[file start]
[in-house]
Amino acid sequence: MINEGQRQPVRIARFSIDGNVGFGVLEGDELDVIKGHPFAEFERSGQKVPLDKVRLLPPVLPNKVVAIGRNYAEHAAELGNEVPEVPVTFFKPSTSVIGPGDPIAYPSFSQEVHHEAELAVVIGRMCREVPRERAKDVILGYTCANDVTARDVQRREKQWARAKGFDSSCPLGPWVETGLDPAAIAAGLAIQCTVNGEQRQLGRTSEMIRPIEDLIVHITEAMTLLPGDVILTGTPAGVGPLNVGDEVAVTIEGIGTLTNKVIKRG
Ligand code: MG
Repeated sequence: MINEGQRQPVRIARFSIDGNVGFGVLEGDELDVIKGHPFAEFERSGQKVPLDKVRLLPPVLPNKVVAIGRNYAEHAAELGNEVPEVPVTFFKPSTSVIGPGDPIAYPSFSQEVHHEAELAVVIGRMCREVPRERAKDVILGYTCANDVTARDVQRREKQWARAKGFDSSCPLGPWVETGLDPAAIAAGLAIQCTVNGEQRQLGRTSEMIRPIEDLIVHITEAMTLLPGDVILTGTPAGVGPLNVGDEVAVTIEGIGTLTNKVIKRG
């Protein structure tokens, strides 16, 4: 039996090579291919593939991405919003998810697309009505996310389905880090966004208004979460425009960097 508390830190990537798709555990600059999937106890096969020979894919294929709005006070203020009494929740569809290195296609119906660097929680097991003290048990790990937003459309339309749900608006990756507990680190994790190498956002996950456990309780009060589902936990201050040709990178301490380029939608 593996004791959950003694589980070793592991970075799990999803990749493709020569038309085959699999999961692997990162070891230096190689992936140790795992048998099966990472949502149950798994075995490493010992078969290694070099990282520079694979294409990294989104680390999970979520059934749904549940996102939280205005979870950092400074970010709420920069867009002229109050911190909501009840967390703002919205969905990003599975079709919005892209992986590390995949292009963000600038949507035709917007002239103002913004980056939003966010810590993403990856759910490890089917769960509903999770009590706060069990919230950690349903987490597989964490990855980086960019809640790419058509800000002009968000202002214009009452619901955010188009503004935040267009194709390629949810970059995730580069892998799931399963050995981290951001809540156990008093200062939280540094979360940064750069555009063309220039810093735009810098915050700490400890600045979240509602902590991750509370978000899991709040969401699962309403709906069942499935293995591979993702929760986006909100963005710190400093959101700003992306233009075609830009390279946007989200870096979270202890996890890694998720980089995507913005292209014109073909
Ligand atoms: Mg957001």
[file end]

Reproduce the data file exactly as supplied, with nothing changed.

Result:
[in-house]
Amino acid sequence: MINEGQRQPVRIARFSIDGNVGFGVLEGDELDVIKGHPFAEFERSGQKVPLDKVRLLPPVLPNKVVAIGRNYAEHAAELGNEVPEVPVTFFKPSTSVIGPGDPIAYPSFSQEVHHEAELAVVIGRMCREVPRERAKDVILGYTCANDVTARDVQRREKQWARAKGFDSSCPLGPWVETGLDPAAIAAGLAIQCTVNGEQRQLGRTSEMIRPIEDLIVHITEAMTLLPGDVILTGTPAGVGPLNVGDEVAVTIEGIGTLTNKVIKRG
Ligand code: MG
Repeated sequence: MINEGQRQPVRIARFSIDGNVGFGVLEGDELDVIKGHPFAEFERSGQKVPLDKVRLLPPVLPNKVVAIGRNYAEHAAELGNEVPEVPVTFFKPSTSVIGPGDPIAYPSFSQEVHHEAELAVVIGRMCREVPRERAKDVILGYTCANDVTARDVQRREKQWARAKGFDSSCPLGPWVETGLDPAAIAAGLAIQCTVNGEQRQLGRTSEMIRPIEDLIVHITEAMTLLPGDVILTGTPAGVGPLNVGDEVAVTIEGIGTLTNKVIKRG
């Protein structure tokens, strides 16, 4: 039996090579291919593939991405919003998810697309009505996310389905880090966004208004979460425009960097 508390830190990537798709555990600059999937106890096969020979894919294929709005006070203020009494929740569809290195296609119906660097929680097991003290048990790990937003459309339309749900608006990756507990680190994790190498956002996950456990309780009060589902936990201050040709990178301490380029939608 593996004791959950003694589980070793592991970075799990999803990749493709020569038309085959699999999961692997990162070891230096190689992936140790795992048998099966990472949502149950798994075995490493010992078969290694070099990282520079694979294409990294989104680390999970979520059934749904549940996102939280205005979870950092400074970010709420920069867009002229109050911190909501009840967390703002919205969905990003599975079709919005892209992986590390995949292009963000600038949507035709917007002239103002913004980056939003966010810590993403990856759910490890089917769960509903999770009590706060069990919230950690349903987490597989964490990855980086960019809640790419058509800000002009968000202002214009009452619901955010188009503004935040267009194709390629949810970059995730580069892998799931399963050995981290951001809540156990008093200062939280540094979360940064750069555009063309220039810093735009810098915050700490400890600045979240509602902590991750509370978000899991709040969401699962309403709906069942499935293995591979993702929760986006909100963005710190400093959101700003992306233009075609830009390279946007989200870096979270202890996890890694998720980089995507913005292209014109073909
Ligand atoms: Mg957001």